These Octopus Kites Are Nightmare Fuel

by TeachThought Staff

There are good kites and there are bad kites.

And then there are octopus kites.

A ‘good kite’ would be something like the one Benjamin Franklin flew. Whether we evaluate its quality by its flying performance or its historical significance, that’s one amazing kite.

A ‘bad kite’ would be the one you can’t get off the ground at the park and you start to notice other parents judging you so you have to ‘try again next time’ and take your kids for ice cream instead.

A truly awful kite is this streaming nightmare–a heinous, black monstrosity whose limbs move like terrifyingly-large amoeba. And since it’s Halloween in the United States, let’s talk about it for a second.

If an extraterrestrial/alien species ever discovered earth and felt compelled to drop in and show off their aerodynamic prowess, or just punish us psychologically before eating us, it would look like this.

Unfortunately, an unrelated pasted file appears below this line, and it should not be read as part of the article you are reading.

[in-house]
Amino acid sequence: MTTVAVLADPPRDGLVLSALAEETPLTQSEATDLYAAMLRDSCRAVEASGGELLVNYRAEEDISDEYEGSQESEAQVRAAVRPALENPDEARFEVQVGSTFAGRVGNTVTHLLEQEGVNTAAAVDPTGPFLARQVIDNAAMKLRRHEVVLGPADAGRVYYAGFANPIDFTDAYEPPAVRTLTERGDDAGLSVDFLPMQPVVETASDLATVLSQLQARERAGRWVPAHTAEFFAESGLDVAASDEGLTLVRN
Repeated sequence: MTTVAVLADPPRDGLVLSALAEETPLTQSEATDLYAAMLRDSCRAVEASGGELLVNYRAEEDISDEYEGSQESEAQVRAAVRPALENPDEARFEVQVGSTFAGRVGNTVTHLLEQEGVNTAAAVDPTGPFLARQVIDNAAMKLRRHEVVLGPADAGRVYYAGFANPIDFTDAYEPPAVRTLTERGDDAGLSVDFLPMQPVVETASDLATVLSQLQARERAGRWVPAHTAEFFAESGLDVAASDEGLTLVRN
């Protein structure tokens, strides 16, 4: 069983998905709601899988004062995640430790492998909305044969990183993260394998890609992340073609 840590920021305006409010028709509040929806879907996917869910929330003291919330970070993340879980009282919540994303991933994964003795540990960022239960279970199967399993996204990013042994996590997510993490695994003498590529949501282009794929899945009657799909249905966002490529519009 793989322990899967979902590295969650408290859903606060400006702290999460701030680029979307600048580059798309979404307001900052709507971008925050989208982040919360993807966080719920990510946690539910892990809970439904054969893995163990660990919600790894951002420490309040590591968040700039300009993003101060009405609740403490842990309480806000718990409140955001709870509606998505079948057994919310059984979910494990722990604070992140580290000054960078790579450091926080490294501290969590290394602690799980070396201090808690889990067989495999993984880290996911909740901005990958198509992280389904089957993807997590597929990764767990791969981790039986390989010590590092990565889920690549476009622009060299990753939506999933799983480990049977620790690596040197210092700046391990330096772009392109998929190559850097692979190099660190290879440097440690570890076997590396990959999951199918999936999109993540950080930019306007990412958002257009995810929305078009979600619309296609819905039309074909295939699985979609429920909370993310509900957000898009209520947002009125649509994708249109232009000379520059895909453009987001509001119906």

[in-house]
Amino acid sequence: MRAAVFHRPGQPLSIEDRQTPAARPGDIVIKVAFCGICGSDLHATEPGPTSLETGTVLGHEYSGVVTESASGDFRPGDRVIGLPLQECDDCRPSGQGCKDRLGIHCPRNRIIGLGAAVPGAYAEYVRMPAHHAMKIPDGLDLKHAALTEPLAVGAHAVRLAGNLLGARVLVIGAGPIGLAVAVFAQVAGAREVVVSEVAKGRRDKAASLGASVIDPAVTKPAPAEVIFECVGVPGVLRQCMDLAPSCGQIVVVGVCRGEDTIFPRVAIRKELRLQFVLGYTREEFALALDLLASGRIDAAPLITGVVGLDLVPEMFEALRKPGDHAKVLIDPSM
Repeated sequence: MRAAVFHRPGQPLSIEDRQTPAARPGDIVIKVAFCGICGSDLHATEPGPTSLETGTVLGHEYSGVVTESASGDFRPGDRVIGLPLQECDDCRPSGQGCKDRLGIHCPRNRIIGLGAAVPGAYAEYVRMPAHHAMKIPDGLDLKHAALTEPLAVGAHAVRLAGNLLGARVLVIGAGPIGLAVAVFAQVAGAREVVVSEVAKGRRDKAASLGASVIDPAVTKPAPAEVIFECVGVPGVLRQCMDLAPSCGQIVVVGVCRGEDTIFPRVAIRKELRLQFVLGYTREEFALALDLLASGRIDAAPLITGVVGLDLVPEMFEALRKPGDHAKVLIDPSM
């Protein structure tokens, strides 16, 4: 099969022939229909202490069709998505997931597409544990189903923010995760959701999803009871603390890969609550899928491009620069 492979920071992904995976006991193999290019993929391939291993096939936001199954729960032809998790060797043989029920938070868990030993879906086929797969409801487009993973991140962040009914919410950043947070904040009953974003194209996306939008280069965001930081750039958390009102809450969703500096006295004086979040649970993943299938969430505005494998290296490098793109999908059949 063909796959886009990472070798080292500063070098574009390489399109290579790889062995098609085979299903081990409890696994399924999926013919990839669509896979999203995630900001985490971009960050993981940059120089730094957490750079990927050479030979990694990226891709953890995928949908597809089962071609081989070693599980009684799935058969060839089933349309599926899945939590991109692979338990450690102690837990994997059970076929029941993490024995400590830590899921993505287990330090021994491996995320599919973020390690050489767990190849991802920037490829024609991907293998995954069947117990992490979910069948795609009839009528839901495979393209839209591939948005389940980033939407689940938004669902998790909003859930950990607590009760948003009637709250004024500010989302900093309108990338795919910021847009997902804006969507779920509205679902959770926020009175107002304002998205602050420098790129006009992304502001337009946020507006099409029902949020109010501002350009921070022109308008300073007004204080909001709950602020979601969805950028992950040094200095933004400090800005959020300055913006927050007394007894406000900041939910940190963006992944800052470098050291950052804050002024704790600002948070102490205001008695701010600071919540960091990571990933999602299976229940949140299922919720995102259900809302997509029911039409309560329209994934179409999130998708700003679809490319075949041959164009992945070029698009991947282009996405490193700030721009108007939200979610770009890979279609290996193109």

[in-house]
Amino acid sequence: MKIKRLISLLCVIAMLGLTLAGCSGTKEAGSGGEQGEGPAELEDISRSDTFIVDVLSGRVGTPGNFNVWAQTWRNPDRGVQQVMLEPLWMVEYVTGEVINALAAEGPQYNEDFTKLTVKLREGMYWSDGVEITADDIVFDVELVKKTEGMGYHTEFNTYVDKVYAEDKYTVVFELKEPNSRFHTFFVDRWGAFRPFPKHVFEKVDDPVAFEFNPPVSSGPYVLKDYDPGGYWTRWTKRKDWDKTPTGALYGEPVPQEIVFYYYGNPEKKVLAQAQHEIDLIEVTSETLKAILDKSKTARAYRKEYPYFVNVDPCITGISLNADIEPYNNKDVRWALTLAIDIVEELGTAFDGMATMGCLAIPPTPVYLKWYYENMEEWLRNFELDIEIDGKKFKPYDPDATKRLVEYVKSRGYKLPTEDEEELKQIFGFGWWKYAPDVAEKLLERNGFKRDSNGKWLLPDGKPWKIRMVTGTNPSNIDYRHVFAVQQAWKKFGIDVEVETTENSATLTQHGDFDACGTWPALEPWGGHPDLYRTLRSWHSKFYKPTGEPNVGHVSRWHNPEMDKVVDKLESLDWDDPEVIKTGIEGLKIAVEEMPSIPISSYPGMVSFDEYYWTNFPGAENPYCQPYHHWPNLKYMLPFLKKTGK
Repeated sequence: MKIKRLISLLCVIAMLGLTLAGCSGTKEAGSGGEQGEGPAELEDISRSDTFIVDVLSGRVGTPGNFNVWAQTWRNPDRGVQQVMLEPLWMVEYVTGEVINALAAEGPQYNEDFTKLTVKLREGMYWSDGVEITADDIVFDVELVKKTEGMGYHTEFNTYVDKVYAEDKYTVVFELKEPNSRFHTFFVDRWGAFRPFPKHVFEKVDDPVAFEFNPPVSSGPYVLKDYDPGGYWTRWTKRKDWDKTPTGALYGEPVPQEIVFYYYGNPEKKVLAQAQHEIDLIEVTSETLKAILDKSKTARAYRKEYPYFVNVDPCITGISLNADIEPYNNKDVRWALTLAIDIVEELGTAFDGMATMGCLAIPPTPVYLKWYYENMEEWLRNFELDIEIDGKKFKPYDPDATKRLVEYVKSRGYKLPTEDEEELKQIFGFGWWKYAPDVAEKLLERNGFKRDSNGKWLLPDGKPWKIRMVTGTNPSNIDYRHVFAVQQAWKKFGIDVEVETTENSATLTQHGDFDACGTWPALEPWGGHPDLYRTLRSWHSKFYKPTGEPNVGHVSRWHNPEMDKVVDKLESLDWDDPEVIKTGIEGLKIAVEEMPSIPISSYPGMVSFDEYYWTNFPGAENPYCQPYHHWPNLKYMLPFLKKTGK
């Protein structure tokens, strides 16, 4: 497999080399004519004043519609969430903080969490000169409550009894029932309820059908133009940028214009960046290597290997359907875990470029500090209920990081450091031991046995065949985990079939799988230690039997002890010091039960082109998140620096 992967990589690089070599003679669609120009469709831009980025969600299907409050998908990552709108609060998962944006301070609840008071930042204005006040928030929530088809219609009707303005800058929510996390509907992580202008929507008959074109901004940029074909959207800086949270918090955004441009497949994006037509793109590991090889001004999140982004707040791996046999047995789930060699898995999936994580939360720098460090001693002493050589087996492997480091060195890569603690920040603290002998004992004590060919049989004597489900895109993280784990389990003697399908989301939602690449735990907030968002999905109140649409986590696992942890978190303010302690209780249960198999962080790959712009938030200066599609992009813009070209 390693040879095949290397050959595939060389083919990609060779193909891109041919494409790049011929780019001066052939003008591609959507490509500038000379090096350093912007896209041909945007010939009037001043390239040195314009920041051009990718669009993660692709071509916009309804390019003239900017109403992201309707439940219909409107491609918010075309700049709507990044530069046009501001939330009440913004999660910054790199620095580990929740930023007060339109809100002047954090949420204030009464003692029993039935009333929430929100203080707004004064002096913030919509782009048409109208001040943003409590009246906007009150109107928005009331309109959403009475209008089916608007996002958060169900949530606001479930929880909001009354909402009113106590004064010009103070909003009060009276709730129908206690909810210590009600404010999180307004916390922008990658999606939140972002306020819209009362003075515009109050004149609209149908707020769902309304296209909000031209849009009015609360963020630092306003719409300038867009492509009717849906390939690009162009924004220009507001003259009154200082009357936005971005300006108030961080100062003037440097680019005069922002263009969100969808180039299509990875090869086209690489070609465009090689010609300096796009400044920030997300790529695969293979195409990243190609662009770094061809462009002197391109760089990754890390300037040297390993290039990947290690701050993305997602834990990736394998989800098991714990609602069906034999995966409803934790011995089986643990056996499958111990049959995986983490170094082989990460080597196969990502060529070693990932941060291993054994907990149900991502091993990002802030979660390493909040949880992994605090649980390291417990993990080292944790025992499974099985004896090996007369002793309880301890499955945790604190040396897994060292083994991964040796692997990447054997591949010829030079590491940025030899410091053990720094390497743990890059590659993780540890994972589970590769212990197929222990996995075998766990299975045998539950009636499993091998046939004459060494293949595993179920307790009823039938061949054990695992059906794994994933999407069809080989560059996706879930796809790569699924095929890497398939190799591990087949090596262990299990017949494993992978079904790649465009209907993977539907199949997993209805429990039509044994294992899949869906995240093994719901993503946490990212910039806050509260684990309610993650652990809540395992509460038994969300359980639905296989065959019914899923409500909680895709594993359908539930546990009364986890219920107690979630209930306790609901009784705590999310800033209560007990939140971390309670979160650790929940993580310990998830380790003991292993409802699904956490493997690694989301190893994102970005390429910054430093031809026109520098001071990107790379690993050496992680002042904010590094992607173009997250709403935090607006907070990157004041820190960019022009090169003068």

This is all the nightmare fuel you’ll ever need. Just look at them.

“Once upon a midnight dreary, while I pondered, weak and weary,
Over many a quaint and curious volume of forgotten lore—
While I nodded, nearly napping, suddenly there came a tapping,
As of some one gently rapping, rapping at my chamber door.
“’Tis some visitor,” I muttered, “tapping at my chamber door—
Only this and nothing more.”

“And the silken, sad, uncertain rustling of each purple curtain
Thrilled me—filled me with fantastic terrors never felt before;
So that now, to still the beating of my heart, I stood repeating
“’Tis some visitor entreating entrance at my chamber door—
Some late visitor entreating entrance at my chamber door;—
This it is and nothing more.”

 

“Then this ebony bird beguiling my sad fancy into smiling,
By the grave and stern decorum of the countenance it wore,
“Though thy crest be shorn and shaven, thou,” I said, “art sure no craven,
Ghastly grim and ancient Raven wandering from the Nightly shore—
Tell me what thy lordly name is on the Night’s Plutonian shore!”
Quoth the Raven “Nevermore.”

(The Raven, Edgar Allen Poe)

These Octopus Kites Are The Worst